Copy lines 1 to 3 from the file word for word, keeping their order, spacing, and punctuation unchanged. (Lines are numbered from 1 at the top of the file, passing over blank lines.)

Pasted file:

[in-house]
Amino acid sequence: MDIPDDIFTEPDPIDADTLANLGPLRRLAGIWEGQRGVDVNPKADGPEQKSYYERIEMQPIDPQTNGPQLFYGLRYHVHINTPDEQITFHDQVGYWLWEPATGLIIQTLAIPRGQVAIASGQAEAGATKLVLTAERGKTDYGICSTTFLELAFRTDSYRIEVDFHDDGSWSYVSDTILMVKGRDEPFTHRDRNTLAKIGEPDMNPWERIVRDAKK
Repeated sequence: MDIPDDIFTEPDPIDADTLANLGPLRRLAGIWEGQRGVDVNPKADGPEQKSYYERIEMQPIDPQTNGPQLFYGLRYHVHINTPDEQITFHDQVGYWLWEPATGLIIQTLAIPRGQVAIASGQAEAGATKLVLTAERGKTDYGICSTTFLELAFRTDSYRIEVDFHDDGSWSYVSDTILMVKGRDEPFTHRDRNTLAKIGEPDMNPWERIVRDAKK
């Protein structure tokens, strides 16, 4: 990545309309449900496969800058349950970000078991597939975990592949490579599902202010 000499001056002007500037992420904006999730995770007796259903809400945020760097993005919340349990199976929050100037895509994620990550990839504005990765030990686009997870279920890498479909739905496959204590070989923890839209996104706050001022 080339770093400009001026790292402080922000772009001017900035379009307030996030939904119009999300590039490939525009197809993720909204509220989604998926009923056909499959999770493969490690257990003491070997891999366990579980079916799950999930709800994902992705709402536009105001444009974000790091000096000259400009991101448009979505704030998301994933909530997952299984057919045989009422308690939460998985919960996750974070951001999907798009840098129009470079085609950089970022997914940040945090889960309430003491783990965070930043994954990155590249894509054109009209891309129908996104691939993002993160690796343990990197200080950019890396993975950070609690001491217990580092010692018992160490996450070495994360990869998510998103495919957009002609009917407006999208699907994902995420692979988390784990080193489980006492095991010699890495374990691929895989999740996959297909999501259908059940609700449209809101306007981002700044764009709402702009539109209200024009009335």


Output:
[in-house]
Amino acid sequence: MDIPDDIFTEPDPIDADTLANLGPLRRLAGIWEGQRGVDVNPKADGPEQKSYYERIEMQPIDPQTNGPQLFYGLRYHVHINTPDEQITFHDQVGYWLWEPATGLIIQTLAIPRGQVAIASGQAEAGATKLVLTAERGKTDYGICSTTFLELAFRTDSYRIEVDFHDDGSWSYVSDTILMVKGRDEPFTHRDRNTLAKIGEPDMNPWERIVRDAKK
Repeated sequence: MDIPDDIFTEPDPIDADTLANLGPLRRLAGIWEGQRGVDVNPKADGPEQKSYYERIEMQPIDPQTNGPQLFYGLRYHVHINTPDEQITFHDQVGYWLWEPATGLIIQTLAIPRGQVAIASGQAEAGATKLVLTAERGKTDYGICSTTFLELAFRTDSYRIEVDFHDDGSWSYVSDTILMVKGRDEPFTHRDRNTLAKIGEPDMNPWERIVRDAKK